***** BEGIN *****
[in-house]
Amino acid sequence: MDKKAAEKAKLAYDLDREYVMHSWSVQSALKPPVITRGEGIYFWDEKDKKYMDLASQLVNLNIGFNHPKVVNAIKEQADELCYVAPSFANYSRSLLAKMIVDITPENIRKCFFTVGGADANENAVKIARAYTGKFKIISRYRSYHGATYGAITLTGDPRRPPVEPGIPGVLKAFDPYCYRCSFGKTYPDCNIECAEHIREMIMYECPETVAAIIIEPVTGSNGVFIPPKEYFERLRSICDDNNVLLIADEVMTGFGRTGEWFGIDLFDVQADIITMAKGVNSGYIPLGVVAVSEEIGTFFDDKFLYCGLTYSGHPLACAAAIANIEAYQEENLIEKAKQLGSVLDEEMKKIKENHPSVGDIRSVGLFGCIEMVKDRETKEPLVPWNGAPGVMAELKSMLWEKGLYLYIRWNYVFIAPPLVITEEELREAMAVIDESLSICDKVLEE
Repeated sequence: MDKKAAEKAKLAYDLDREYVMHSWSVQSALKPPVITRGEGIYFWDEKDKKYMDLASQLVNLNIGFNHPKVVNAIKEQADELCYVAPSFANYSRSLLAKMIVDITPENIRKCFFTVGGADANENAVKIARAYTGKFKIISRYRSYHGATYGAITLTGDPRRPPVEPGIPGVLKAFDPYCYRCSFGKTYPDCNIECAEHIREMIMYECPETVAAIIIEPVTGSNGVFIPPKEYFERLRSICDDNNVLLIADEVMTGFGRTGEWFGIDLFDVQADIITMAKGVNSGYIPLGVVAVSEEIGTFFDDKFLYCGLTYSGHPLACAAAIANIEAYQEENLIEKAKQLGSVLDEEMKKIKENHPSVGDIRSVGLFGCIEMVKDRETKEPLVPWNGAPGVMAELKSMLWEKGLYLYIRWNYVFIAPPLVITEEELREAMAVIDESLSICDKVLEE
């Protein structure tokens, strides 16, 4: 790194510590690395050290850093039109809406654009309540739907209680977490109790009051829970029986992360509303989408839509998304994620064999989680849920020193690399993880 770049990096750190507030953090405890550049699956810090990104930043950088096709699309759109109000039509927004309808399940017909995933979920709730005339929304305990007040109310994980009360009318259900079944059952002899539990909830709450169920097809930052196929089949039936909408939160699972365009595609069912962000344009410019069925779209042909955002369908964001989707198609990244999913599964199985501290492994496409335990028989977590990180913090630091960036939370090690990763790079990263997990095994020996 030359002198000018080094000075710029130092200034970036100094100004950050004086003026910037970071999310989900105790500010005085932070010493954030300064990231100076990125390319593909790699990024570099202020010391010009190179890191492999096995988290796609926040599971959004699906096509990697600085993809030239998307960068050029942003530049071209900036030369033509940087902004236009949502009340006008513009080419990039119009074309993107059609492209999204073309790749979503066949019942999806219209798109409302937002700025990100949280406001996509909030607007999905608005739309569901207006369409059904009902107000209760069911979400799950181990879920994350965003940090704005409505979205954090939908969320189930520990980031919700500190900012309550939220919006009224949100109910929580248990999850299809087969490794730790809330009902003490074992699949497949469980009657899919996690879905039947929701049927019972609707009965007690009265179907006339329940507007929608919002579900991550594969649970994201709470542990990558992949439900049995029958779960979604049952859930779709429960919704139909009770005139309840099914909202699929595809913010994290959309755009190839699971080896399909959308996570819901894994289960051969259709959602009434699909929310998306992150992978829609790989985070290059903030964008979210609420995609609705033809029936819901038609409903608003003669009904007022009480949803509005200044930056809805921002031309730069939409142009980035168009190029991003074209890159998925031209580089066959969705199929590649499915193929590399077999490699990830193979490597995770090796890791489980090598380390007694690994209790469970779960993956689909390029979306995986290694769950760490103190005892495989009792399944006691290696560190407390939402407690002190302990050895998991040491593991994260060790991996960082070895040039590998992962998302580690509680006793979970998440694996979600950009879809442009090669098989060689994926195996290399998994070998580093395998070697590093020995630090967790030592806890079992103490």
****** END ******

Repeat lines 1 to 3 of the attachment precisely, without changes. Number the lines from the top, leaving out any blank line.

[in-house]
Amino acid sequence: MDKKAAEKAKLAYDLDREYVMHSWSVQSALKPPVITRGEGIYFWDEKDKKYMDLASQLVNLNIGFNHPKVVNAIKEQADELCYVAPSFANYSRSLLAKMIVDITPENIRKCFFTVGGADANENAVKIARAYTGKFKIISRYRSYHGATYGAITLTGDPRRPPVEPGIPGVLKAFDPYCYRCSFGKTYPDCNIECAEHIREMIMYECPETVAAIIIEPVTGSNGVFIPPKEYFERLRSICDDNNVLLIADEVMTGFGRTGEWFGIDLFDVQADIITMAKGVNSGYIPLGVVAVSEEIGTFFDDKFLYCGLTYSGHPLACAAAIANIEAYQEENLIEKAKQLGSVLDEEMKKIKENHPSVGDIRSVGLFGCIEMVKDRETKEPLVPWNGAPGVMAELKSMLWEKGLYLYIRWNYVFIAPPLVITEEELREAMAVIDESLSICDKVLEE
Repeated sequence: MDKKAAEKAKLAYDLDREYVMHSWSVQSALKPPVITRGEGIYFWDEKDKKYMDLASQLVNLNIGFNHPKVVNAIKEQADELCYVAPSFANYSRSLLAKMIVDITPENIRKCFFTVGGADANENAVKIARAYTGKFKIISRYRSYHGATYGAITLTGDPRRPPVEPGIPGVLKAFDPYCYRCSFGKTYPDCNIECAEHIREMIMYECPETVAAIIIEPVTGSNGVFIPPKEYFERLRSICDDNNVLLIADEVMTGFGRTGEWFGIDLFDVQADIITMAKGVNSGYIPLGVVAVSEEIGTFFDDKFLYCGLTYSGHPLACAAAIANIEAYQEENLIEKAKQLGSVLDEEMKKIKENHPSVGDIRSVGLFGCIEMVKDRETKEPLVPWNGAPGVMAELKSMLWEKGLYLYIRWNYVFIAPPLVITEEELREAMAVIDESLSICDKVLEE